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Inge Morath's eye for detail and her meticulous manner of working led the Austrian journalist to join the famous Paris-based Magnum photography agency. A show devoted to her work opens in Berlin.
"She made poetry of people and their places," American writer Arthur Miller wrote about his wife Inge Morath's work following her death in 2002. Following World War II, Austrian Morath traveled the world for her work. Her photographic reportages of the time revealed parts of the world that had remained largely hidden: countries like China, Iran and South Africa.
The daughter of two academics learned eight different languages in order to better capture the essence of the people she was photographing. "She was very good at that," said chief curator Elisabeth Moortgat of the Verborgenes Museum (Hidden Museum) in Berlin, which is showing selected works by Morath from April 26 through August 26. The works are part of the collection of the Salzburg Galerie Fotohof, with which Morath collaborated to publish various books.
Marilyn Monroe's tired side
The focal point of the exhibition is the photojournalist's work from the 1950s into the 70s. Several portraits of famous artists such as sculptor Louise Bourgeois and director and writer André Malraux are also on show.
During her life, Morath enjoyed entrée to a crowd of intellectuals through her marriage to Arthur Miller. Morath met him in 1960 on the film set of the drama "The Misfits," in which Marilyn Monroe played the leading role. At the time, the film goddess was married to Miller. Morath managed to impressively capture a yet unseen side of Monroe, exposing her vulnerability. The actress' life would end tragically a couple of years later.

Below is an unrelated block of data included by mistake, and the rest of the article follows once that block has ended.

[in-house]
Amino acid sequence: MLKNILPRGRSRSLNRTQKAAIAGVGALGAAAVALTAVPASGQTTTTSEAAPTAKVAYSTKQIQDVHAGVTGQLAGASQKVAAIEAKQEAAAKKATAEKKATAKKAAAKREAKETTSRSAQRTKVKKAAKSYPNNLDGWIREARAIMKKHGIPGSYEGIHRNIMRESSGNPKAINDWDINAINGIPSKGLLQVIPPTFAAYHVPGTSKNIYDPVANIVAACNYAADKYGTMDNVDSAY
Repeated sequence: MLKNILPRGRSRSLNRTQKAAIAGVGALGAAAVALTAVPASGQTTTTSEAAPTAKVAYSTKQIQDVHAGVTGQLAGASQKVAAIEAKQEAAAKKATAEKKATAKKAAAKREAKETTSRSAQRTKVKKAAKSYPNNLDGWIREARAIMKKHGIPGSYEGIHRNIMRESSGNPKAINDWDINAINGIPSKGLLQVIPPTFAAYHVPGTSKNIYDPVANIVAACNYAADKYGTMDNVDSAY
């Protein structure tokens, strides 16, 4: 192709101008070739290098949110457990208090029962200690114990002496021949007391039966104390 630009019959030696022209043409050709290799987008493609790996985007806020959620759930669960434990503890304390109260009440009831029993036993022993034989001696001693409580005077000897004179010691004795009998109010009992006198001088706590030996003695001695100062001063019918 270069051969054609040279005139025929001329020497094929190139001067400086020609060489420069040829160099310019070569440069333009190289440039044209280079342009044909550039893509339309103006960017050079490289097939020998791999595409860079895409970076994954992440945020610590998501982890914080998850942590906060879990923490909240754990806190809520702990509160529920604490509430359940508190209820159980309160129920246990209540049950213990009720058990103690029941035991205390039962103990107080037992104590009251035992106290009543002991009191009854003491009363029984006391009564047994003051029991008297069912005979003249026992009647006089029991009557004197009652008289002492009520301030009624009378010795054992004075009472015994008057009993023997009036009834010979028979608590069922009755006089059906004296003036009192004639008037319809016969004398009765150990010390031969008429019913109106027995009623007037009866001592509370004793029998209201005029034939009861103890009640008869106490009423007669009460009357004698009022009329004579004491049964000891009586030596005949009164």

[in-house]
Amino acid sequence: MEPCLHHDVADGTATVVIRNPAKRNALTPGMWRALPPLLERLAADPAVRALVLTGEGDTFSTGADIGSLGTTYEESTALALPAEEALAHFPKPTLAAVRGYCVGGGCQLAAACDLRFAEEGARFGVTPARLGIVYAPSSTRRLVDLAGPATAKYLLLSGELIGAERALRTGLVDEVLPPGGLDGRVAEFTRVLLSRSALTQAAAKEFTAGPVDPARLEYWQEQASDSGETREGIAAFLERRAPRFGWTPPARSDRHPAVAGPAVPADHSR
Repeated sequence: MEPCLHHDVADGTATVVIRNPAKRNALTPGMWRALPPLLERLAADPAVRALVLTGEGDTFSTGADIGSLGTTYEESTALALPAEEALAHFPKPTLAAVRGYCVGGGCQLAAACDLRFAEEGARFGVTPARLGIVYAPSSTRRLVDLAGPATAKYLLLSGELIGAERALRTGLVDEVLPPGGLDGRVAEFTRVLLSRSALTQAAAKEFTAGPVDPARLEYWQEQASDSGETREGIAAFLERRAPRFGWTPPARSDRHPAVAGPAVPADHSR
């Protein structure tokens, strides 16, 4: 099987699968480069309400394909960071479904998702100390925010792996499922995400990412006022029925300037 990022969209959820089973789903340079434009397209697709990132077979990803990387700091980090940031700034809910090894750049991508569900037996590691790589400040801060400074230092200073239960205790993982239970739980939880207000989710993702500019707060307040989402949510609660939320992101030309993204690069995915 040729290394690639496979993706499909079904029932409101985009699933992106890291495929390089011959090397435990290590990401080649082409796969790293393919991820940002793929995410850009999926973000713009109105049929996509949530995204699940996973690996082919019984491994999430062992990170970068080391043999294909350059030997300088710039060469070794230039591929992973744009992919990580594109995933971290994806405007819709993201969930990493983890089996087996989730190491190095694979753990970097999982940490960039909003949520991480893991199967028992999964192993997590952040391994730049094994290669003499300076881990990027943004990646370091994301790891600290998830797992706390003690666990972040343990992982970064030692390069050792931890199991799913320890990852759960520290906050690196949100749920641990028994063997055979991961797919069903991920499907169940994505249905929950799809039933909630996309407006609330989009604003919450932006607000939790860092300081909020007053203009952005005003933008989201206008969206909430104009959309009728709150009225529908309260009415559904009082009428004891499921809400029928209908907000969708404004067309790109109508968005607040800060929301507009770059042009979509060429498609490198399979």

Meticulousness with composition
"One eye on the motif, the other on the soul" is the way the Austrian described her photographic approach.
Morath would observe, become familiar with other cultures, but rarely pulled out her camera right away. Instead, she took her time to patiently, tenderly approach her subjects and the places they lived. She spent five years learning Mandarin, for instance, before traveling to China with Arthur Miller.
The second woman at Magnum
The turning point in Morath's career was meeting war photographer Robert Capa in 1949. At the time, then 26-year-old Morath had not yet mastered the use of the camera, but her written reportages as a journalist were what convinced the co-founder of the Magnum agency, which had been established in Paris two years previously. Morath was initially hired as an editor, but she quickly cultivated her photographic talent and furthered her training with Simon Guttmann, managing director of various photo agencies.
Upon completion of her photographic training, she was accepted as a full-fledged member of Magnum in 1955, the second woman to do so after Eve Arnold.
Commissions in the following years took her across Europe, Africa and the Middle East. During all of her travels, she stayed longer at the commissioned locations than necessary to get a feel for the people and places. It was this meticulousness and her desire not to extract her photographic motifs and subjects from their surroundings that defined Inge Morath's reputation as an outstanding artist.
The exhibition at Das Verborgene Museum runs from April 26 – August 26, 2018.